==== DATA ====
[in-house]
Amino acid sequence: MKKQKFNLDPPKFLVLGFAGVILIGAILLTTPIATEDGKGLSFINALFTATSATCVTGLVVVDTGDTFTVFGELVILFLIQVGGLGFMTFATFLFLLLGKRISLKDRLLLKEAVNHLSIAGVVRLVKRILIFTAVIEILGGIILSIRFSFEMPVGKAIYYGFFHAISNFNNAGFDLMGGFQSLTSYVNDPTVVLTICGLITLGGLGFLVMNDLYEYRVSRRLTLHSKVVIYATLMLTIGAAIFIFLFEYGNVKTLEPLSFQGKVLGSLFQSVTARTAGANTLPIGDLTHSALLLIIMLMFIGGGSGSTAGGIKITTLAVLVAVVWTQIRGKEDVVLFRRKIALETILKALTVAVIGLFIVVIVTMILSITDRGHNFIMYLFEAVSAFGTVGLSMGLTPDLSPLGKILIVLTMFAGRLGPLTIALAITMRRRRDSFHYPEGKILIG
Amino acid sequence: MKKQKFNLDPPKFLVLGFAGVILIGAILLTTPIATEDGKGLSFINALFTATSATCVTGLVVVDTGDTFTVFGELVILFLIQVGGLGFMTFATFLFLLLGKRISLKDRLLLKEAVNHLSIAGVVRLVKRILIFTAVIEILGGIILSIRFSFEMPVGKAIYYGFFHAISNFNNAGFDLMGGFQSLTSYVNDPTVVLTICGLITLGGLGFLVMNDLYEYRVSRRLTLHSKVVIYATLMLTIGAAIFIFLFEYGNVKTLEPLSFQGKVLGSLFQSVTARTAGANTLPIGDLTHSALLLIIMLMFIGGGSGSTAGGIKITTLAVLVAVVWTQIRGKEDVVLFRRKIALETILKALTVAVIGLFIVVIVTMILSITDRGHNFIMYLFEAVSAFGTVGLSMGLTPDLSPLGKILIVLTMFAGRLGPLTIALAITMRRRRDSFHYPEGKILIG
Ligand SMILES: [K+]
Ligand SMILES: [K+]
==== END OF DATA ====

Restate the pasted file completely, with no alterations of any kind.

[in-house]
Amino acid sequence: MKKQKFNLDPPKFLVLGFAGVILIGAILLTTPIATEDGKGLSFINALFTATSATCVTGLVVVDTGDTFTVFGELVILFLIQVGGLGFMTFATFLFLLLGKRISLKDRLLLKEAVNHLSIAGVVRLVKRILIFTAVIEILGGIILSIRFSFEMPVGKAIYYGFFHAISNFNNAGFDLMGGFQSLTSYVNDPTVVLTICGLITLGGLGFLVMNDLYEYRVSRRLTLHSKVVIYATLMLTIGAAIFIFLFEYGNVKTLEPLSFQGKVLGSLFQSVTARTAGANTLPIGDLTHSALLLIIMLMFIGGGSGSTAGGIKITTLAVLVAVVWTQIRGKEDVVLFRRKIALETILKALTVAVIGLFIVVIVTMILSITDRGHNFIMYLFEAVSAFGTVGLSMGLTPDLSPLGKILIVLTMFAGRLGPLTIALAITMRRRRDSFHYPEGKILIG
Amino acid sequence: MKKQKFNLDPPKFLVLGFAGVILIGAILLTTPIATEDGKGLSFINALFTATSATCVTGLVVVDTGDTFTVFGELVILFLIQVGGLGFMTFATFLFLLLGKRISLKDRLLLKEAVNHLSIAGVVRLVKRILIFTAVIEILGGIILSIRFSFEMPVGKAIYYGFFHAISNFNNAGFDLMGGFQSLTSYVNDPTVVLTICGLITLGGLGFLVMNDLYEYRVSRRLTLHSKVVIYATLMLTIGAAIFIFLFEYGNVKTLEPLSFQGKVLGSLFQSVTARTAGANTLPIGDLTHSALLLIIMLMFIGGGSGSTAGGIKITTLAVLVAVVWTQIRGKEDVVLFRRKIALETILKALTVAVIGLFIVVIVTMILSITDRGHNFIMYLFEAVSAFGTVGLSMGLTPDLSPLGKILIVLTMFAGRLGPLTIALAITMRRRRDSFHYPEGKILIG
Ligand SMILES: [K+]
Ligand SMILES: [K+]